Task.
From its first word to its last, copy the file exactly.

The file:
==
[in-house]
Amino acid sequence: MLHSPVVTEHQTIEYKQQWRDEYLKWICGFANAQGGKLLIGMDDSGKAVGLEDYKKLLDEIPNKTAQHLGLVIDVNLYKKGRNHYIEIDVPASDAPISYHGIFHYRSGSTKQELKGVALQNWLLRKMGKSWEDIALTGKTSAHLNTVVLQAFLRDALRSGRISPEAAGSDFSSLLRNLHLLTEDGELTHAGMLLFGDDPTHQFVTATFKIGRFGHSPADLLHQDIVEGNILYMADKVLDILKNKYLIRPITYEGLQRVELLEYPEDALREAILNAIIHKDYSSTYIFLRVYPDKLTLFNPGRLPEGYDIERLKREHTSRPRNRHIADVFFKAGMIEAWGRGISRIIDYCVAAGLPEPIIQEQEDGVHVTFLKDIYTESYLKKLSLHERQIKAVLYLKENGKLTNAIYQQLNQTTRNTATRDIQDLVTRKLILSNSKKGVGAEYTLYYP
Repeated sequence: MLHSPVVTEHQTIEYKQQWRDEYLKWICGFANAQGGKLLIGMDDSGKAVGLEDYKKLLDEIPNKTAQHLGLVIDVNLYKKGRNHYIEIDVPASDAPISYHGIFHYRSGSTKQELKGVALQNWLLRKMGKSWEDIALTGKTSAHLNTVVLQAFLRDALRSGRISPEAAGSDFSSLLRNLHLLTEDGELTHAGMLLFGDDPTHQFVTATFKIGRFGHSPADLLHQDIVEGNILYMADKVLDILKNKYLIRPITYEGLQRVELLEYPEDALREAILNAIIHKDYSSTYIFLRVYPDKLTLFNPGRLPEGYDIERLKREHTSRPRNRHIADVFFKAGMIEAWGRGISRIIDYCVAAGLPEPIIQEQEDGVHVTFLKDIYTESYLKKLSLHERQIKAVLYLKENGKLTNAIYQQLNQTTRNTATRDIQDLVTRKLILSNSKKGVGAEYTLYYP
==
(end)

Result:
[in-house]
Amino acid sequence: MLHSPVVTEHQTIEYKQQWRDEYLKWICGFANAQGGKLLIGMDDSGKAVGLEDYKKLLDEIPNKTAQHLGLVIDVNLYKKGRNHYIEIDVPASDAPISYHGIFHYRSGSTKQELKGVALQNWLLRKMGKSWEDIALTGKTSAHLNTVVLQAFLRDALRSGRISPEAAGSDFSSLLRNLHLLTEDGELTHAGMLLFGDDPTHQFVTATFKIGRFGHSPADLLHQDIVEGNILYMADKVLDILKNKYLIRPITYEGLQRVELLEYPEDALREAILNAIIHKDYSSTYIFLRVYPDKLTLFNPGRLPEGYDIERLKREHTSRPRNRHIADVFFKAGMIEAWGRGISRIIDYCVAAGLPEPIIQEQEDGVHVTFLKDIYTESYLKKLSLHERQIKAVLYLKENGKLTNAIYQQLNQTTRNTATRDIQDLVTRKLILSNSKKGVGAEYTLYYP
Repeated sequence: MLHSPVVTEHQTIEYKQQWRDEYLKWICGFANAQGGKLLIGMDDSGKAVGLEDYKKLLDEIPNKTAQHLGLVIDVNLYKKGRNHYIEIDVPASDAPISYHGIFHYRSGSTKQELKGVALQNWLLRKMGKSWEDIALTGKTSAHLNTVVLQAFLRDALRSGRISPEAAGSDFSSLLRNLHLLTEDGELTHAGMLLFGDDPTHQFVTATFKIGRFGHSPADLLHQDIVEGNILYMADKVLDILKNKYLIRPITYEGLQRVELLEYPEDALREAILNAIIHKDYSSTYIFLRVYPDKLTLFNPGRLPEGYDIERLKREHTSRPRNRHIADVFFKAGMIEAWGRGISRIIDYCVAAGLPEPIIQEQEDGVHVTFLKDIYTESYLKKLSLHERQIKAVLYLKENGKLTNAIYQQLNQTTRNTATRDIQDLVTRKLILSNSKKGVGAEYTLYYP